Four days after slipping into the coma, Fessler began receiving IV steroid treatments to battle the Meningoencephalitis. She slowly began to emerge from the coma and eventually was discharged from the hospital, though closely monitored for any recurring issues of the West Nile virus for the next year. With the support of family, friends and the coaches, players and administration at Thomas More, she later returned to school as a part-time student while recovering. While there would be no volleyball in 2016, Jenna Fessler was still part of the team.


Fessler’s Thomas More teammates wore her jersey number on their wrists as a tribute and a way to show support during matches. Spinney said they also kept in constant communication on road trips by sending photos of the team, a reminder she was still in their thoughts.

“We would take pictures of the tournaments we were playing in, and everyone put her number on their wrists, and we took pictures of that as well,” he said. “We were actively keeping Jenna in our thoughts and prayers, and documenting things for her so she felt part of it because we knew how much she loves volleyball.”

While Fessler recovered from the illness that fall, Thomas More posted a 21-10 record. The Saints advanced to the championship match of the Presidents’ Athletic Conference Tournament before dropping a four-set decision to Bethany (W.Va.) in the finale. The Saints accomplished all of this despite missing one of the top setters in the nation and arguably the best player in the Presidents’ Athletic Conference. Not to mention dealing with the emotional strain of Fessler’s battle with the West Nile virus.

“It was tough, and everyone was distraught about Jenna the entire season,” Spinney said. “Alli Borders did a really good job stepping in for Jenna at setter. Jenna had been the national leader in assists per set her freshman year, and in the top 10 as a sophomore. So, it was a tough job to step in at setter, but Alli did very well.”

Fessler returned to the line in 2017 and led Thomas More to a 29-6 record and the Presidents’ Athletic Conference championship. She was also named first team All- Presidents’ Athletic Conference as the Saints earned a berth in the NCAA Division III Tournament. Just a year after battling the West Nile virus, Fessler finished with 95 kills, 1,009 assists, 37 service aces, 291 digs and 19 blocks.

But there was more work to do for Fessler and Thomas More, which dropped a five-set decision to Christopher Newport (Va.) in the opening round of the NCAA Division III Tournament. The work would have to wait until the 2018 season, though.


Now healthy and showing no lingering effects of the West Nile virus, Fessler is again a champion. Thomas More captured the American Collegiate Athletic Association Tournament championship on Sunday, sweeping past Finlandia (Mich.) in Delhi, New York. It’s the fourth time (2014, ’15, ’17 and ’18) the Saints have won a conference title with Fessler directing the offense.

Thomas More enters the NCAA Division III Tournament with a 31-3 record and will meet Pitt-Bradford (20-12) on Friday in the first round at Huntingdon, Pa. The Saints earlier this season knocked off the nation’s No. 1 team, Calvin (Mich.), on the road. They’ve also beaten four other nationally ranked teams and demonstrated they are indeed one of the elite volleyball programs. Thomas More is currently ranked No. 7 nationally and could potentially meet No. 6 Juniata (Pa.) in the regional championship match on Sunday.

Coach Spinney gives instructions to freshman outside hitter Emily Mohs during a home match. (Photo by Jeff McCurry)

Fessler has recorded 1,136 assists this season (9.47 per set) and set the pace for an offense that attacks at a .238 clip. She has also served up a team-leading 46 aces and scooped up 243 digs. This past weekend, Fessler was named the ACAA’s Setter of the Year after leading Thomas More to the title.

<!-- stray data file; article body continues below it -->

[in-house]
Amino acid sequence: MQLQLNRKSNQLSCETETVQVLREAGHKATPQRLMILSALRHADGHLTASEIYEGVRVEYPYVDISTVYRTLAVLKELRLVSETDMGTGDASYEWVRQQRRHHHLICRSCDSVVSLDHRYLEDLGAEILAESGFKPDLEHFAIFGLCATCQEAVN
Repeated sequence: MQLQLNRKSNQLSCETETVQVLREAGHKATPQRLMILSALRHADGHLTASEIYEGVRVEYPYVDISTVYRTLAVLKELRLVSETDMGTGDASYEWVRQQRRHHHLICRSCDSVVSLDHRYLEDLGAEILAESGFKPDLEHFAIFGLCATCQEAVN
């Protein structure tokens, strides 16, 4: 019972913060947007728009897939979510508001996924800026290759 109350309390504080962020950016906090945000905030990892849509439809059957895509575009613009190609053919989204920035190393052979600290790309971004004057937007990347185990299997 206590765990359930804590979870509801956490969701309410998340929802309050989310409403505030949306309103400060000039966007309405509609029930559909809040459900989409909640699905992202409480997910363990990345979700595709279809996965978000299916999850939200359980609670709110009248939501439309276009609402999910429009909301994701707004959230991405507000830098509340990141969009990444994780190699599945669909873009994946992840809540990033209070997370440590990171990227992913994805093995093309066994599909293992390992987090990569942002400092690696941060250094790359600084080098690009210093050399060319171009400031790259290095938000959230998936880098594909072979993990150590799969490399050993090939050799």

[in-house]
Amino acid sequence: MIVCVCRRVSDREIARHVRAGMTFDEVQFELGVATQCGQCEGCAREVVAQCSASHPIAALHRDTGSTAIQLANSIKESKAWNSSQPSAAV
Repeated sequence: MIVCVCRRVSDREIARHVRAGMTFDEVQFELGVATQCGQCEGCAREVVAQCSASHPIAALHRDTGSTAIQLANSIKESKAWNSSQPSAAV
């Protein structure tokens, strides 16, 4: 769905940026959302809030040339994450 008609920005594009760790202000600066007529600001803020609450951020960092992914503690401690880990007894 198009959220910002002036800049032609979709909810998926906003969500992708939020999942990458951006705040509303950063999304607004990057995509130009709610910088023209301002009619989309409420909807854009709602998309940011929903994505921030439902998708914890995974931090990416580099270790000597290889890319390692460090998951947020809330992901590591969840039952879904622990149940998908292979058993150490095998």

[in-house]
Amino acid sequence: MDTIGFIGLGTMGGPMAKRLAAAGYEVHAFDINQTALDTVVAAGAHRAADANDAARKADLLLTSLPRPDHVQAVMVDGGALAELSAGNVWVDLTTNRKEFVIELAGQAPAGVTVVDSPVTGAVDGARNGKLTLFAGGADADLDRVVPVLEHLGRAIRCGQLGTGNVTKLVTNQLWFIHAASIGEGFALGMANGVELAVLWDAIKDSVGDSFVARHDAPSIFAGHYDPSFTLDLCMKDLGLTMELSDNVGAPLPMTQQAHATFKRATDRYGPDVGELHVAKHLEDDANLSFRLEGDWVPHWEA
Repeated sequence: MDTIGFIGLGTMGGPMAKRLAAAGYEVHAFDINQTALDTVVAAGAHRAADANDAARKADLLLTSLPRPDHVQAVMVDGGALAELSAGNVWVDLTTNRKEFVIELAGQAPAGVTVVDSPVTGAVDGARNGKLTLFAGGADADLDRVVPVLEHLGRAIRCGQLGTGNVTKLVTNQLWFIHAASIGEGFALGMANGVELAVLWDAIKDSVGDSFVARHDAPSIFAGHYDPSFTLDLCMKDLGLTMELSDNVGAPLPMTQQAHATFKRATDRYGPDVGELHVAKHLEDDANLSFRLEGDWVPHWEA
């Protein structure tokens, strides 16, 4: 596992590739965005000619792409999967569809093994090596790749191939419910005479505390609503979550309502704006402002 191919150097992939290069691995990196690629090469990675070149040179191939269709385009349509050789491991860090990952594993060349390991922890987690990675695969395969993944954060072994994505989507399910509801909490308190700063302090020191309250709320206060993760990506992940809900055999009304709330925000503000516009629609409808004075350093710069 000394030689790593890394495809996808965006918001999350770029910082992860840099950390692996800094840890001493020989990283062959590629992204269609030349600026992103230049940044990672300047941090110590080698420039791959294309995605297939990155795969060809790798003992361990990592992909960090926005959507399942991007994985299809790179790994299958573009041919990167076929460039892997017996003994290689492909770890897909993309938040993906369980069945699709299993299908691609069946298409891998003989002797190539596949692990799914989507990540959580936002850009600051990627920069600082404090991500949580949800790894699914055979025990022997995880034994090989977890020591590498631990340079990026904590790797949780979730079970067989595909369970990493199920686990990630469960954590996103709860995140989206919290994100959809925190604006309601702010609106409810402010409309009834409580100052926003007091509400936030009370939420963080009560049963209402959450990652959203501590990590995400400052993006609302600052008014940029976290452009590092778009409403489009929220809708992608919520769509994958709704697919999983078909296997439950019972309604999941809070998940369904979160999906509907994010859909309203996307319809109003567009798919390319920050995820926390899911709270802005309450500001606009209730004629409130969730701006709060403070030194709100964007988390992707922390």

“Honestly, besides having a lot of volleyball years on my body, I feel physically the best I have for a long time,” Fessler said. “Mentally, I’m just focused and ready for the last couple of weeks of the season, enjoying the time I have left playing with this team.

“Unless someone asks me about it, I don’t really think about the West Nile virus. I survived it and I’m not dealing with any effects from it. It’s just something that happened to me in the past, and I’m better for it.”

Fessler also credited her parents and Thomas More for the overwhelming support she received during the ordeal. “My family, friends, teammates, coaches, and the staff and administrators at Thomas More were all so amazing throughout it,” she pointed out. “My coaches and teammates always made me feel included and a part of the team. The people at TMU helped me [remain caught up] in school.

“And most importantly, my parents were my rocks. Once my dad drove four hours, so I could go to one of the team’s matches. My mom never left my side while in the hospital and did everything for me throughout the recovery; I don’t think I would have made it through it all without my mom.”

After graduation, Fessler intends to pursue a coaching career. Spinney gave a glowing endorsement for his star setter as a future coach. “Jenna’s not just a student of the game, she imparts knowledge. She would help a team make better decisions, which is invaluable,” he said, noting volleyball is her passion. “Her stats are also a testament to making great decisions with the ball.

“She touches the ball every time it’s on our side of the court, and that player needs to be your smartest player. I’ve coached players at the Division I level, but no one makes better choices than Jenna.”

Those attributes, plus the real-life experience of beating a deadly illness while in college, have no doubt prepared Jenna Fessler for any future challenges. Just visit her recent past if you need proof.

Contact Don Owen at don@nkytrib.com and follow him on Twitter at @dontribunesport

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One Comment

  1. J J Harris says:

    Many thanks for sharing Jenna’s amazing story.